As part of the Researcher Wellbeing Week 2013, Research Hive Scholar and sixth-year part-time Gender Studies doctoral candidate Charlotte Morris organised a workshop for research students to share experiences, issues and insights into what it takes to finish a PhD. No matter what stage of your doctoral journey you are at, it can often feel hard to keep going and stay motivated. When you first being working on your doctorate, it can seem like a dauntingly long journey ahead; when in the middle of your doctorate it can feel overwhelming and even as you are writing up you might be wondering if you will ever finish.
The session began with a discussion on the issues which can potentially hold back doctoral researchers from being able to move forward and complete. The most prominent theme here was poor supervision and supervisory relationships. Participants sometimes felt powerless and that they didn’t fully own their learning process and thesis. They concluded that it is essential to have a sense of ownership and to take control of the process rather than relying solely on supervisors and discussed that sometimes other individuals, such as other doctoral researchers, mentors, or writing buddies, can provide valuable input and support. The Doctoral School, Student Life Centre and Students’ Union are potentially useful sources of support when supervisory relationships run into trouble. It is also essential that students know their rights and use the Annual Progress Review to raise issues where possible.
Further issues raised included personal motivation; confidence issues; feeling there is not always enough time, especially where doctoral researchers are also teaching, and that the PhD can become de-prioritised in the light of other work, academic and family responsibilities. It was discussed that it is particularly important to be able to find the time and prioritise thesis writing towards the end of the process.
Following these discussions, the session was joined by three invited speakers and recent completers — Dr. Rachel Masika from International Development, Dr. Rebecca Raynor from History of Art and Dr. Sophie Bisset from History — to share their insights and tips for successful completion. Dr. Rachel Masika share the insight that a turning point had been realising that the finished thesis did not have to be perfect but ‘good enough’ to submit. In the light of the previous discussion on supervision, it was asserted that it is imperative to feel that you own your PhD. It is also important to be strong in your position, even if it differs from your supervisors or examiners and to communicate this clearly. It also helped, particularly towards the end of the journey, to see it and treat it as a job.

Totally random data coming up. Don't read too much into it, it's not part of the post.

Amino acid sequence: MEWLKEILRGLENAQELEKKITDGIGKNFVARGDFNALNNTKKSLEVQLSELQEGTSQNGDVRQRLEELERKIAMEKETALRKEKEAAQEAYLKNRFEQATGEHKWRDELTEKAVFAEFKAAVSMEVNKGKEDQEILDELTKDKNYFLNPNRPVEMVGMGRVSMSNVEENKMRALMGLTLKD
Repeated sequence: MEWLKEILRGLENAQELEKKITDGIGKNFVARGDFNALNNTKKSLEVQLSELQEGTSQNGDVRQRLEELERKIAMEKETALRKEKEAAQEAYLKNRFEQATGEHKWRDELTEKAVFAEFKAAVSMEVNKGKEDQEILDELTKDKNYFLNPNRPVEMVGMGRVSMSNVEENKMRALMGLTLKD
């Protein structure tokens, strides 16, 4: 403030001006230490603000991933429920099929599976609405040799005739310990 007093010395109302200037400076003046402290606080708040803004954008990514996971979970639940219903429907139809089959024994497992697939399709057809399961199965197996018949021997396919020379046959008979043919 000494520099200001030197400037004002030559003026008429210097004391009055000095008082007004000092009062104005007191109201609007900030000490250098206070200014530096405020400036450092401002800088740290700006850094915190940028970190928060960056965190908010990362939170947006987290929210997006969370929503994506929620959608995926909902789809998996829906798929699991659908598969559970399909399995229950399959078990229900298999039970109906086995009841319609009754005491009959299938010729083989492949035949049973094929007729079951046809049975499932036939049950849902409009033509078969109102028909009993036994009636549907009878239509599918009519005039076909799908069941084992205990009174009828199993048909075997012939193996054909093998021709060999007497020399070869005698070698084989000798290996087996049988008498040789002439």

Further suggestions from the contributors were to read about the experiences of other doctoral researchers, for example, through the ‘Thesis Whisperer‘ blog to help get the experience into perspective. This was especially important when doctoral researchers did not have much person-to-person contact with their peers (for example, distance learners or those juggling additional work and family responsibilities). One contributor had taken the advice to treat her PhD as a ‘bad boyfriend’ in order to let it go. Another described the journey of moving from uninformed optimism through a stage of pessimism towards a sense of realism towards the end of the journey.
Strategies for managing the final stages included using ‘countdown’ software; setting definite deadlines; switching the internet off and task switching, for example, working on the bibliography when you were not in the right frame of mind for more heavy-duty writing. All described how their productivity had become much faster and more efficient than when they had first started writing. It had been beneficial to get into good habits of writing and really honing in and focusing on the thesis. One important motivating strategy was handing in the ‘intention to submit’ form which provided a definitive final date to focus on. However, one of the contributors had also found it extremely beneficial to take a break and then come back to it during the last phase of writing.
There was discussion about the importance of, where possible, getting together with peers who were experiencing similar situations as they were supportive, motivating, and helped keep them on track. Writing buddies were also identified as being extremely beneficial in providing feedback, support, and motivation.
The session ended with contributors talking briefly about their experiences of doing a viva and how they felt once their PhD was finished. All had positive, if nerve-wracking, experiences of the viva and reminded colleagues what an important part of the process the viva is. Their experience had been helped as they were very well prepared and this learning was invaluable. While the experience of finishing was positive, exciting, and celebratory, colleagues were reminded that they would probably feel exhausted when they got to the end of their journey and it is advisable to take a break if possible. When asked if they would, with hindsight, change anything or do anything differently, contributors felt that the whole journey, while often challenging and marked by obstacles and mistakes, was an invaluable learning experience which helped to prepare them to continue successfully in their lives and careers.